In his position within the University of Minnesota's Department of Orthopedic Surgery, Dr. Bradley Nelson mainly focuses on the intricacies of knee and shoulder injuries.
Torn rotator cuffs, knee injuries, shoulder instability problems and the surgical procedures associated with them make up a large majority of Nelson's day-to-day work, even during a pandemic. But in addition to his position in the Department of Orthopedic Surgery, Nelson also serves as the medical director for the University's athletics department, where he works hands on with student-athletes dealing with injuries.
As the medical director, Nelson also works in an administrative role with the department's athletic trainers and team physicians. When sports were canceled in March, he began assembling a team of doctors and experts in public health, infectious disease and epidemiologists to advise the athletics department as it plans for the future and the inevitable return of sports. Nelson said his work in sports medicine has given him the perspective to think big picture.
"I'm a long-time team physician, and being a team physician, your role is more than just taking care of a knee or shoulder — you have to make broader decisions," he said. "In my role as medical director, I look at myself as an administrator ... and you want to put together subject matter experts who can provide you with the best advice."
Even with Nelson's team of experts providing the best advice, the future is still uncertain for college sports. The Ivy League announced last week that it would be postponing all athletics until January, citing the complications of following each university's different COVID-19 guidelines. A joint statement issued by the Ivy League Council of Presidents elaborated that they "simply do not believe we can create and maintain an environment for intercollegiate athletic competition that meets our requirements for safety and acceptable levels of risk."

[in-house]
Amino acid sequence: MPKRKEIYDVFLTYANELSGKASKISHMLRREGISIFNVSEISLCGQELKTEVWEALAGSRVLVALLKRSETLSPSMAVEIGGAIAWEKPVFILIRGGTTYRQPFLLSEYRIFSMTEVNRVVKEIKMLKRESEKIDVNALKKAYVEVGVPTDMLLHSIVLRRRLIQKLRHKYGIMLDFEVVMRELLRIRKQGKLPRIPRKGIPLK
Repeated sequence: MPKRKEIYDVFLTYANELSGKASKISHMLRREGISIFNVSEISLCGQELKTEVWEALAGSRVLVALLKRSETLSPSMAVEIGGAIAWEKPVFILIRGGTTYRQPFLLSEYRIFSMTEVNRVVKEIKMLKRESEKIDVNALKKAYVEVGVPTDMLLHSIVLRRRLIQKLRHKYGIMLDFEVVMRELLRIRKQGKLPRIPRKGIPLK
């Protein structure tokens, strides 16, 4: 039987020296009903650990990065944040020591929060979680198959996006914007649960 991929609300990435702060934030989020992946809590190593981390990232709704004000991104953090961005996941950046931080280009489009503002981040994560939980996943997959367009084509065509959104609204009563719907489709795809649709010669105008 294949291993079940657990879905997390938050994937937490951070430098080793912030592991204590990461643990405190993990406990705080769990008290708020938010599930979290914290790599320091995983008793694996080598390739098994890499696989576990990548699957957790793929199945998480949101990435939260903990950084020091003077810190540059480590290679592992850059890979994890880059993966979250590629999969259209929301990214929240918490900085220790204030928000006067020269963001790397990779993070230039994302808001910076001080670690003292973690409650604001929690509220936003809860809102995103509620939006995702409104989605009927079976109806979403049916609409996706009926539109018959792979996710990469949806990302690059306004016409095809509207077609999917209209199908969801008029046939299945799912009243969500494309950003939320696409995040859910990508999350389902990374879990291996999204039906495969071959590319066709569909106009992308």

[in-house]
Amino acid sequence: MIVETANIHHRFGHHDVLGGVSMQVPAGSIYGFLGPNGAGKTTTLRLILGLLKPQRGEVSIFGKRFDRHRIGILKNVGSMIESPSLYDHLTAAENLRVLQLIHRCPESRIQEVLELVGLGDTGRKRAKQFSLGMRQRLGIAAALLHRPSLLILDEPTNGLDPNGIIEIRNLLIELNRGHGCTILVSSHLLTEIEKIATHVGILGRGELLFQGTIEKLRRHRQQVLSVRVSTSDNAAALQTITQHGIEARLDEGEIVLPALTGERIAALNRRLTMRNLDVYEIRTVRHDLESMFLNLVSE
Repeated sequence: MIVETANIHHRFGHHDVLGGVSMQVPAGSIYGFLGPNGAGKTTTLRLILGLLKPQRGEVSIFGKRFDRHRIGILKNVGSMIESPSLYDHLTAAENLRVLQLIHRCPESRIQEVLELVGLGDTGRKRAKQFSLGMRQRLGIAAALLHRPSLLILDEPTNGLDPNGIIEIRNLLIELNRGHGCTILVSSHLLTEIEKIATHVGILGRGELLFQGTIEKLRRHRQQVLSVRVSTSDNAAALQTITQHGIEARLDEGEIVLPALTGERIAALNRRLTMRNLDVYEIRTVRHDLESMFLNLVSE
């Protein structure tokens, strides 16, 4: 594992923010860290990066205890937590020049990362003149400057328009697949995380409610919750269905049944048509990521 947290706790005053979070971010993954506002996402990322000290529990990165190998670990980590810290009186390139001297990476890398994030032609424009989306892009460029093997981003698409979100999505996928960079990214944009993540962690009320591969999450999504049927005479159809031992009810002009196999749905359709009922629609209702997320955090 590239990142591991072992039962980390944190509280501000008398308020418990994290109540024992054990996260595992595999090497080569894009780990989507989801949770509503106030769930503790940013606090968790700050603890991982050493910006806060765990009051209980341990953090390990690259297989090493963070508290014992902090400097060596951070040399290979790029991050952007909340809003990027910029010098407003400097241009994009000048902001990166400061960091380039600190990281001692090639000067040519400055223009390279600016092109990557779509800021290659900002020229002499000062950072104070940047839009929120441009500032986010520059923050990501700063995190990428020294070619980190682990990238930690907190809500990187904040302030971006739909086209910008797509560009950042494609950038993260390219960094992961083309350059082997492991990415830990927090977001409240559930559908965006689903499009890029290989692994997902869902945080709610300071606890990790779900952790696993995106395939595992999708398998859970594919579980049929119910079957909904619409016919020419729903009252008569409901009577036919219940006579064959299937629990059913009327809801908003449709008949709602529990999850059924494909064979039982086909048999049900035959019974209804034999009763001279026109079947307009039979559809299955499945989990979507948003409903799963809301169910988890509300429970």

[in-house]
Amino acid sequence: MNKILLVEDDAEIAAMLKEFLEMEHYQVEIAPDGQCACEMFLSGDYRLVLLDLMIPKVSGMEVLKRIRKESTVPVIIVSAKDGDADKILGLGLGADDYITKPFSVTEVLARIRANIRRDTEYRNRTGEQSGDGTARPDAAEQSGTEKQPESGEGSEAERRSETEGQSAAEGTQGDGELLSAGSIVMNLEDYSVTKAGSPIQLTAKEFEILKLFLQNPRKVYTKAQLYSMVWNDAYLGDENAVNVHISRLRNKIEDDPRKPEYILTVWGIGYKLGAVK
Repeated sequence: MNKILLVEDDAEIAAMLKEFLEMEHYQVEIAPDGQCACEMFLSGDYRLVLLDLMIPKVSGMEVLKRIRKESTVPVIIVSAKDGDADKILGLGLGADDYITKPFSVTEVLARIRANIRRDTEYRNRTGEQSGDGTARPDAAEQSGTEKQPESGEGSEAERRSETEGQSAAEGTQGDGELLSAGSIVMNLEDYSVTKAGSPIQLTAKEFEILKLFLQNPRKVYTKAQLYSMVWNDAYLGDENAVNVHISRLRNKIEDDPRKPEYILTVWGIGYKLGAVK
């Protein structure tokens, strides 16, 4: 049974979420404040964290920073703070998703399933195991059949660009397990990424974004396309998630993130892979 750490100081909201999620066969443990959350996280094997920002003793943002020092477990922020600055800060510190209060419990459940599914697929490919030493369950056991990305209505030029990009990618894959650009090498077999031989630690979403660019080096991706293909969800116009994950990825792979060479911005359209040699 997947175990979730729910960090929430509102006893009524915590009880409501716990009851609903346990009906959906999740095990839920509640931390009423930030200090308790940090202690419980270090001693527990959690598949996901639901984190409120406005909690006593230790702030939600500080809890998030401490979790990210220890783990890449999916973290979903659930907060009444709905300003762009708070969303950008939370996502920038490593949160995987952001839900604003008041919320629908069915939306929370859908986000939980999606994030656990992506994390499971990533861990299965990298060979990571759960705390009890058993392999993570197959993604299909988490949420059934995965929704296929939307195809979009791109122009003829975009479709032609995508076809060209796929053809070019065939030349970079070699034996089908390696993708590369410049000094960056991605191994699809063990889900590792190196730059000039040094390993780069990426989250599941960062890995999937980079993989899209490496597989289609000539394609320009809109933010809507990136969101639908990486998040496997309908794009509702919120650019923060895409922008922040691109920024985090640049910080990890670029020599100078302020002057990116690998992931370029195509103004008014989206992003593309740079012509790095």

The Ivy League was the first in college athletics to announce cancellations earlier this year, and it remains to be seen if their announcement canceling fall athletics will create the same domino effect seen this past March. Some smaller conferences like the Patriot League have canceled its fall sports, but the Power Five conferences, like the Big Ten, ACC and SEC, are still moving towards having a fall football season. The Power Five conferences are expected to announce a uniform COVID-19 procedure and testing policy, according to Sports Illustrated.
Nelson said the decision for the Big Ten concerning fall sports and beyond will depend on where the country is in terms of controlling the virus. He is confident that if the risk became too great to continue with athletics in the coming months, the conference would act in the best interest of its student-athletes, even if that means mid-season cancellations.